Liberty Fighters Network (LFN), which successfully challenged government’s lockdown regulations in court, says a wave of evictions is already underway due to the extended economic lockdown.
“We see this as potentially the greatest threat to emerge from the lockdown crisis. As people lose their jobs or have to take a cut in pay, they are unable to pay their rents and mortgage bonds,” says Reyno de Beer, founder of the LFN, which last month defeated government in the Joburg High Court over its lockdown regulations.
Cooperative Governance and Traditional Affairs Minister Nkosazana Dlamini-Zuma is appealing the ruling, which says the regulations are irrational and unconstitutional. Government was given 14 days to amend the regulations to comply with the constitution. De Beer says even though some of the regulations have been relaxed since the ruling, LFN plans to take it all the way to the Constitutional Court if necessary to ensure the government does not again overstep its powers.
“One of our primary concerns when we brought the case to the Joburg High Court was the potential for a humanitarian crisis of homelessness as a result of people being evicted due to the lockdown. We’ve been inundated with cases of people now being threatened with eviction and foreclosure, exactly as we predicted would happen,” says de Beer.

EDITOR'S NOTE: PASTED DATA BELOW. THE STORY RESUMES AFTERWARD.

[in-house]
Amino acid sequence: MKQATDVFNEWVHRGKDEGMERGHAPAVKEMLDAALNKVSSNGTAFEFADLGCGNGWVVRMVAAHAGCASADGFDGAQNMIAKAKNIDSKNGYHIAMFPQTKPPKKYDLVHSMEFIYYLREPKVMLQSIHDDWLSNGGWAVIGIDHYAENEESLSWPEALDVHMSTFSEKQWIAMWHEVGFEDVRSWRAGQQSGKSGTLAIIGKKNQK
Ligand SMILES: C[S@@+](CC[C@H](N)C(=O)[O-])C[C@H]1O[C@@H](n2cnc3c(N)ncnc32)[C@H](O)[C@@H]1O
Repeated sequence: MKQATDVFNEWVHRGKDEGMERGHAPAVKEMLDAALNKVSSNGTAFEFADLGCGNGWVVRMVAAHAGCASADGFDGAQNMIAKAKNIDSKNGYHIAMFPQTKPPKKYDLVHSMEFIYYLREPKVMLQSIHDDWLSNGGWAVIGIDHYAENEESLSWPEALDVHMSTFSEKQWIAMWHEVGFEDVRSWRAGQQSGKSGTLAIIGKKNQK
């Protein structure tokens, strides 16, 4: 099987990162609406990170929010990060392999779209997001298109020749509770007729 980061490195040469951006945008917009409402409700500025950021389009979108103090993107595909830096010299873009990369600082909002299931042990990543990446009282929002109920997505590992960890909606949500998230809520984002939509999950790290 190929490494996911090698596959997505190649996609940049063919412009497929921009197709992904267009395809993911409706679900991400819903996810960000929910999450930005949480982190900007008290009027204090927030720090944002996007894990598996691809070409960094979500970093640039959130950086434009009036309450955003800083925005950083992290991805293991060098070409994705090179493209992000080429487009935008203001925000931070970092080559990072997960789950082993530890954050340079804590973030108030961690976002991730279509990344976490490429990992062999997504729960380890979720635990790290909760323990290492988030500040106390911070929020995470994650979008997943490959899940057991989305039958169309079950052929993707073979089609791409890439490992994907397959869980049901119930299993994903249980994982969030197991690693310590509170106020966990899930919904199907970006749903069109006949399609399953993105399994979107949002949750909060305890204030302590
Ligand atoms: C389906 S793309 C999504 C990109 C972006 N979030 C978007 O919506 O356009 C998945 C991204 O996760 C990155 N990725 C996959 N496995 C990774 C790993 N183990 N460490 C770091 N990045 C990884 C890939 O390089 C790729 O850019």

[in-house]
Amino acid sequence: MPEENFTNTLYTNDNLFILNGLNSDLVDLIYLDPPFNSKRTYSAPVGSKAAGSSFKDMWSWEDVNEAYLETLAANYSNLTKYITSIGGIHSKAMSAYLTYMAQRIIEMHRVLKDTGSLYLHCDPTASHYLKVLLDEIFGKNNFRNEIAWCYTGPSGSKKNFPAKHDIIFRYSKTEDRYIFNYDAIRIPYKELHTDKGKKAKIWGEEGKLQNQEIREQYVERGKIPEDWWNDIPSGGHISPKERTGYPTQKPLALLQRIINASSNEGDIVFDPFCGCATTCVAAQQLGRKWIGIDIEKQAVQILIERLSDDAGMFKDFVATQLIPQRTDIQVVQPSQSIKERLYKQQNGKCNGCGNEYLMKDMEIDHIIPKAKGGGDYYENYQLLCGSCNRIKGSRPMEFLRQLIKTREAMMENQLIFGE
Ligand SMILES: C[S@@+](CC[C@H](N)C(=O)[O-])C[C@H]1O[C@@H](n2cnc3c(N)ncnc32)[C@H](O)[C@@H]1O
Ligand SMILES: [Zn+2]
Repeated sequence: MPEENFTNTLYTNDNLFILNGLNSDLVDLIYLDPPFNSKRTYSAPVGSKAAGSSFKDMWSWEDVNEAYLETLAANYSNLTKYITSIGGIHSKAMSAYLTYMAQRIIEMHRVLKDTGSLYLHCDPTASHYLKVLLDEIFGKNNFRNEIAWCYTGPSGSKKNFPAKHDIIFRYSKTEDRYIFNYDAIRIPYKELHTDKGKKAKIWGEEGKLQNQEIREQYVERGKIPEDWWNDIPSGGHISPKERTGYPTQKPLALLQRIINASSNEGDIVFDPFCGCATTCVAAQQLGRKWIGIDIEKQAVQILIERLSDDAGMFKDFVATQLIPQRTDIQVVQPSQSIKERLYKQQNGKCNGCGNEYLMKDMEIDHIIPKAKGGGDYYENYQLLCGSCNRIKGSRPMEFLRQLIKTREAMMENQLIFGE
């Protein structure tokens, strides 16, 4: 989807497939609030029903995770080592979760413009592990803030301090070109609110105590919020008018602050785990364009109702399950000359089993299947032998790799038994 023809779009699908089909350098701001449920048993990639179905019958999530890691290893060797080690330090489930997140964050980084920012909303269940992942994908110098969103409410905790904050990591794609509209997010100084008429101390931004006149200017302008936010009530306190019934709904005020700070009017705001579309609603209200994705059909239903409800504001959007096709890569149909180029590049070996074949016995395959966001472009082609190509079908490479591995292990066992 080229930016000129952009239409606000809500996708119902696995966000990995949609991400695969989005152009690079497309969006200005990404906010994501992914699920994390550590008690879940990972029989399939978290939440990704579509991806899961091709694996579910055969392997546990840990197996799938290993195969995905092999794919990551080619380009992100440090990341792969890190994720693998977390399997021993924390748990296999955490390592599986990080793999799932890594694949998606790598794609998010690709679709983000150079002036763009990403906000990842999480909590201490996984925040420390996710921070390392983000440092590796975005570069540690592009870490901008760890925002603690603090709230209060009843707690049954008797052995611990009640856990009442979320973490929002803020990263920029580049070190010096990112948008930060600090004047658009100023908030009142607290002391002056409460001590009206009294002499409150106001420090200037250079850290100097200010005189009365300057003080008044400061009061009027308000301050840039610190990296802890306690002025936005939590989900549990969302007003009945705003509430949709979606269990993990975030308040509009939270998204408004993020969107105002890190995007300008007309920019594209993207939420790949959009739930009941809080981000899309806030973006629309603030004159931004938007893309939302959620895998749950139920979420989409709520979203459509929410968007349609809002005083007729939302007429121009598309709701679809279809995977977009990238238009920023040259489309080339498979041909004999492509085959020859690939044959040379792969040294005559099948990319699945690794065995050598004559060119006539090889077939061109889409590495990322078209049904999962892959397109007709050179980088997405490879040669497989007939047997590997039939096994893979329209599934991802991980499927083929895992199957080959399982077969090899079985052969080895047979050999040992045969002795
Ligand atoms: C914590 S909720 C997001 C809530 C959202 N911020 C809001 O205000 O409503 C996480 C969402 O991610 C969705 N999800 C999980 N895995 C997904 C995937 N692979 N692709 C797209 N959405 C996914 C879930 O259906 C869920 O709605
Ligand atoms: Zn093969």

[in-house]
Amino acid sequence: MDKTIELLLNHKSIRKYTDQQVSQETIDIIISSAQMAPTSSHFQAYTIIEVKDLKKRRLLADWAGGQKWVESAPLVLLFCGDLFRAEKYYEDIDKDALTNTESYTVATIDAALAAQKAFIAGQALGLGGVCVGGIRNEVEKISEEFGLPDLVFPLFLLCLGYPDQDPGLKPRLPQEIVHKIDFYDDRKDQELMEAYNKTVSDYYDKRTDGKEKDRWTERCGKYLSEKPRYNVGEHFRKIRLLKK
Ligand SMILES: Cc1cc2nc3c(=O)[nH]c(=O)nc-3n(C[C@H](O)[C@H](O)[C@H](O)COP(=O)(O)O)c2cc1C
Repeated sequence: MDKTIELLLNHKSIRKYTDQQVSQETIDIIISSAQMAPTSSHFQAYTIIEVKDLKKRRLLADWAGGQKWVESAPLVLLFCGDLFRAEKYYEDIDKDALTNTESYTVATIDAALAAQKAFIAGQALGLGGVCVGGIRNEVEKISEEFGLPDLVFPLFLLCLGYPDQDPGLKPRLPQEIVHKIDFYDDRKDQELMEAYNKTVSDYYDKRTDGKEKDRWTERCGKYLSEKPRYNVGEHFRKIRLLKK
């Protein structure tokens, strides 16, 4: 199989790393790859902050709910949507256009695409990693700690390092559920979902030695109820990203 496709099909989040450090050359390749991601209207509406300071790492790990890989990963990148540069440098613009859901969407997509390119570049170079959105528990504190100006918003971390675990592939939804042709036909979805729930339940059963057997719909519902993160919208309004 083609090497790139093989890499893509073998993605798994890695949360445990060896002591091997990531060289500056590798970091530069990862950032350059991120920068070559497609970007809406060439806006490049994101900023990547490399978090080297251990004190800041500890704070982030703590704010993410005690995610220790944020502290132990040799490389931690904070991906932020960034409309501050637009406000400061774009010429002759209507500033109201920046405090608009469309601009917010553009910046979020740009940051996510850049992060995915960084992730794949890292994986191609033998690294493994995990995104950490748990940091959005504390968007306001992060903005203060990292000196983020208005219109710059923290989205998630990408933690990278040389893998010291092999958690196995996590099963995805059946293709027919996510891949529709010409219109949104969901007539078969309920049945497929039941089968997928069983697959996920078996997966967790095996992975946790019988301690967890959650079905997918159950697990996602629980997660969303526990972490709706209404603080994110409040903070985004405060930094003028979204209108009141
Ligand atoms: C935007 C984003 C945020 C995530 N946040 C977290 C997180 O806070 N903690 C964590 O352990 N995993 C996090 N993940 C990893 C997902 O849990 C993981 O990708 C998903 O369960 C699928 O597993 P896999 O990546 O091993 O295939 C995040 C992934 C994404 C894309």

LFN was originally set up to provide legal support to those fighting evictions and to develop alternative methods of resolving rent and mortgage disputes. De Beer says government will be saddled with a massive crisis of homelessness unless it changes the law to put a freeze on evictions until the economy recovers, and to stop adverse consumer reports being filed with the credit bureaus.
“Once you’re in default and legal proceedings to evict you begin, this information is shared with the credit bureaus,” says De Beer. “That means once you are evicted, it is almost impossible for you to find alternative accommodation as all landlords will do a basic credit check on you.”
Flouting the three-month freeze
He adds that some landlords are flouting the three-month freeze on evictions, imposed by government at the start of the lockdown in March, by handing eviction letters to those unable to pay their full rent.
Under the lockdown regulations, no one may be evicted until Alert Level 3 is lifted – unless a court decides it is not just and equitable to delay the eviction. And this is where landlords are gaming the system.